Lt. Col. VD Westhuizen referred to the provision in the bill, which stipulates that the Defense Force must support the SAPS during operations. However, this was not possible because they did not have the correct equipment to properly defend themselves. all a soldier is equipped with is an R4 rifle. If this is his only means of defence and he is in a situation where he is forced to use it, the result is often unnecessary death and bad publicity for the Defence Force.
Mr Smit (NNP) stated that Lt. Col. VD Westhuijzen's practical experience is important and that he should attend when the Department of Defence makes its representation.
The Chair stated that the matter would be put to the Committee. She then thanked Lt. Col. VD Westuijzen and highlighted the important issues raised that need to be considered. They were: 1) the equipping of the reserve forces and the issue of equipment that is lying around deteriorating while it actually could be put into good use. 2) the issue of representation on the Reserve Force Council and 3) the question of the determination of the Department to the reserve force concept.
South African Catholic Bishop's Conference Parliamentary Liaison Office
The SACBC made specific and general comments on the Bill. They acknowledged that the Bill is sound. They understood the Bill to provide a statutory basis for the implementation of defence policy, not to establish that policy itself. However, they were concerned about the current imbalance between the narrow, military needs of defence policy and the wider needs of our society. The needs of human security - health, housing, welfare and so on, seem to have a lower priority. This situation is particularly questionable in the light of pressing poverty-related problems that pose a much more serious threat to peace and stability than any military threat from outside our borders. They argued that defence policy has so far not lived up to this broad vision of national security.
A Committee Member noted Fr Pearson's concern that the Bill should not exclude those with a criminal record from becoming a permanent commissioned officer as it now does, but wanted to know whether Clause 52(2)(f) was sufficient to allay his concerns. (This clause allows those who have been granted amnesty under the Promotion of National Unity and Reconciliation Act of 1995 to join the Defence Force).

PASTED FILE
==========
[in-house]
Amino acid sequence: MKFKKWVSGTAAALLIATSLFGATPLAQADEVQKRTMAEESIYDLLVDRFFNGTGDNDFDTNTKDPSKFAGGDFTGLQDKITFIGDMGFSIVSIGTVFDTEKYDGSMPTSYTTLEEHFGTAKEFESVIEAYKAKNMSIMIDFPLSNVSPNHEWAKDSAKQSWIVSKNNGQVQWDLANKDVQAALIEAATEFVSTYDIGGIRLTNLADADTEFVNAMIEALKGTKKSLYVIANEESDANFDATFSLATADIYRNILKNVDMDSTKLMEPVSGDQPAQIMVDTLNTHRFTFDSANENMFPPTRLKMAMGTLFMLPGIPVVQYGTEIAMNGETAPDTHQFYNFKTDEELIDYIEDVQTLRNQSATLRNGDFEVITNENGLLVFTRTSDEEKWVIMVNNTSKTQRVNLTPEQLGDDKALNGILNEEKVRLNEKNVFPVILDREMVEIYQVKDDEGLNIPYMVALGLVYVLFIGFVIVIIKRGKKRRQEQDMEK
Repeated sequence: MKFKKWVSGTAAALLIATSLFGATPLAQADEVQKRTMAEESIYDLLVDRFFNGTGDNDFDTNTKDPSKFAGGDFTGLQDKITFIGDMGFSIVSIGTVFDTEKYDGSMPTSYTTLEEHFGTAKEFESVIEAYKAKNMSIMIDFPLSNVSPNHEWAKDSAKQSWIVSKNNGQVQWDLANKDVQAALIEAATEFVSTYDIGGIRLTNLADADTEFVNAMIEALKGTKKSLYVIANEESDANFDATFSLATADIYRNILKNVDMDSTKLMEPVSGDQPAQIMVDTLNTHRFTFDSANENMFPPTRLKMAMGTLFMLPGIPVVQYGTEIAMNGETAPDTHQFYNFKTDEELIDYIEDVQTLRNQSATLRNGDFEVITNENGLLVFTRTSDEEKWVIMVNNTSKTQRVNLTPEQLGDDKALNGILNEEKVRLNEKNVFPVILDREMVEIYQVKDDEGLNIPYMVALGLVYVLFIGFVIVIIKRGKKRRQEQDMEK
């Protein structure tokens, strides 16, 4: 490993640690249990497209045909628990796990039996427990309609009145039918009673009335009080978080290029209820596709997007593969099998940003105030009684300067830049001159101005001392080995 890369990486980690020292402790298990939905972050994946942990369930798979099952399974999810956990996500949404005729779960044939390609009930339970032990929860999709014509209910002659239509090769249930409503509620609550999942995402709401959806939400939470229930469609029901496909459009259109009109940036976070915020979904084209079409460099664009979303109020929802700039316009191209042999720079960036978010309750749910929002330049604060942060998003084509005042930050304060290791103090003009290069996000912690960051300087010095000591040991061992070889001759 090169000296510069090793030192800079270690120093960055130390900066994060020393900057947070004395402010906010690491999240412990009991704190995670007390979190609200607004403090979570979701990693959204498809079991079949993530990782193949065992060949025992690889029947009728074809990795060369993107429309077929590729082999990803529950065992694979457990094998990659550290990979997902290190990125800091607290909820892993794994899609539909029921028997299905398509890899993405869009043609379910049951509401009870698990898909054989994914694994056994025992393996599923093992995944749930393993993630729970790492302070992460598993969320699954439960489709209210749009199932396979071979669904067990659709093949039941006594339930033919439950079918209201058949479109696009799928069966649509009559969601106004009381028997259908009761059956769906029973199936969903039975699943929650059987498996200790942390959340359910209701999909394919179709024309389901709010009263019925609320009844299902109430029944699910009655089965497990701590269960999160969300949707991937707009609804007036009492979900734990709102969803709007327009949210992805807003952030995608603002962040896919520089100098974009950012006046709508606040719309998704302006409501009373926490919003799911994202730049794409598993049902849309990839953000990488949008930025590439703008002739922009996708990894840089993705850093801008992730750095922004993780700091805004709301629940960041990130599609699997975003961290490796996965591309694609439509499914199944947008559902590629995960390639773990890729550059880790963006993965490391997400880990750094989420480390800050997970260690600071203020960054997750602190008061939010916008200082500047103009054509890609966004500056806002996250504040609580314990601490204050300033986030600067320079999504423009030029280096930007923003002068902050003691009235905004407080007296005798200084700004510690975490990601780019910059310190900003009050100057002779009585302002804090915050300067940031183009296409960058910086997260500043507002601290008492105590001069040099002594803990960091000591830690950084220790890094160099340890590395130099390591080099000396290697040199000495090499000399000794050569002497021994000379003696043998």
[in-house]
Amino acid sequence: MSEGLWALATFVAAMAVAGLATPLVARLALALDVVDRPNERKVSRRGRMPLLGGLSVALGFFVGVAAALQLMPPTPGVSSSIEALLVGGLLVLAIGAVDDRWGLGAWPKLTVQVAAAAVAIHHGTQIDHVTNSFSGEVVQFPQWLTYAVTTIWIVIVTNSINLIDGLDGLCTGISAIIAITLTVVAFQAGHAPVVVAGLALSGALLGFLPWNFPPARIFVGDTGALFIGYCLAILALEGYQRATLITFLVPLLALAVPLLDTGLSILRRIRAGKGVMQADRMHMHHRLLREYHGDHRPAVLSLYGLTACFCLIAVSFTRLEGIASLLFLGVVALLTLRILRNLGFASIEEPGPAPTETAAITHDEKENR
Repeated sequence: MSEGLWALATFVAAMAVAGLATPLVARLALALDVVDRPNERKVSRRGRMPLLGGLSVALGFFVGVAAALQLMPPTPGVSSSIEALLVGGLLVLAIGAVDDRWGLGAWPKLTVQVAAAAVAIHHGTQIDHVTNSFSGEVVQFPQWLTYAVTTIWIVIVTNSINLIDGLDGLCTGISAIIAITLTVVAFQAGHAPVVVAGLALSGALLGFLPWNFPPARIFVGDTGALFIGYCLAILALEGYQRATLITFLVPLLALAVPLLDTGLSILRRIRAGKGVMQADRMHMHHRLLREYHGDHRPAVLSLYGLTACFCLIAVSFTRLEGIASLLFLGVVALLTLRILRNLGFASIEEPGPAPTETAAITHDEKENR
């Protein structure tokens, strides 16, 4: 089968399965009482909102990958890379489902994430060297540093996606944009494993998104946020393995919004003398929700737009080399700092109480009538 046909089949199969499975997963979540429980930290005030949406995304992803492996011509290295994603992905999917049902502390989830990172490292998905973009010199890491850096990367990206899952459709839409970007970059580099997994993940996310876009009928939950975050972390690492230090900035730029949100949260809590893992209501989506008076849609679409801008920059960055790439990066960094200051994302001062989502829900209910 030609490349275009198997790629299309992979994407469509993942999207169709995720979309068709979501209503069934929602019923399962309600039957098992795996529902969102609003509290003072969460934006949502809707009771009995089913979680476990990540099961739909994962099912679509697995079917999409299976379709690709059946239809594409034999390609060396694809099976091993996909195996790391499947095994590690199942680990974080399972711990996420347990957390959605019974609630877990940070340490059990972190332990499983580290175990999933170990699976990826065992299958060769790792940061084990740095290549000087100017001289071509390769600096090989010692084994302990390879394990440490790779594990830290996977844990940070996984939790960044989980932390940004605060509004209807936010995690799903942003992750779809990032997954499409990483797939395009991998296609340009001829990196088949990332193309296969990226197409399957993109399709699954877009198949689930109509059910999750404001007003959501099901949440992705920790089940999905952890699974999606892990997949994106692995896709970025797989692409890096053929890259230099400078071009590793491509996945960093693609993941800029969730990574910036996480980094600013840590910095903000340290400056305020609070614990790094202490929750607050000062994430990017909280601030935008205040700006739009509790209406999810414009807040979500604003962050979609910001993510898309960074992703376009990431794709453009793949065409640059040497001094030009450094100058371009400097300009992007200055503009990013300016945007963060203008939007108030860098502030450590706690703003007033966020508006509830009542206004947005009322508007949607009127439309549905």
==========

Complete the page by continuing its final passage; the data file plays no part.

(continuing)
Fr Pearson asked whether the Minister himself had applied for amnesty and if not, according to the Bill, he could be excluded from a post in the Defence Force even though he is the Minister of Defence.
The Member asked for clarification on the point of delegation, arguing that his concern did not really make sense since it was in the power of the delegator to recall the delegation and furthermore, that there are exceptions to this power.
Fr Pearson said that a close eye must be kept on this because it could lead to a situation where civilian control of the Defence Secretariat is undermined. There must therefore be a proviso that delegation to members of the Defence Force may only occur in exceptional circumstances, or where no civilian member of the Secretariat is competent to assume the specific power, which the Secretary intends delegating.
The Member then referred to paragraph five of the submission. Did the submission require Parliamentary oversight or Parliamentary approval of the guidelines.
Fr Pearson stated that there must be approval by Parliament, but that he hoped that Parliament would exercise oversight in seeing whether the guidelines were adhered to or not.
The Minister of Defence then intervened, assuring the Church that the position of the Secretary of Defence as a civilian authority is secure and that this is enshrined in higher law. The only time this would change, would be if a decision were taken by Cabinet to go to war.
Mr Ndlovu (IFP) then referred to paragraph 7 of the submission and asked if the speaker really meant that members of the Church could not be told to take up arms if South Africa went to war.
Fr Pearson stated that the Church did not take the standpoint that conscription is objectionable, but stated that it should be the last resort. He asked for clarification in the Bill between the meaning of mobilisation and conscription. As he saw it, the term mobilisation meant the mobilising of existing military forces while conscription referred to the bringing in of new people into the forces. He stated that there must be a provision for conscientious objectors in the Bill.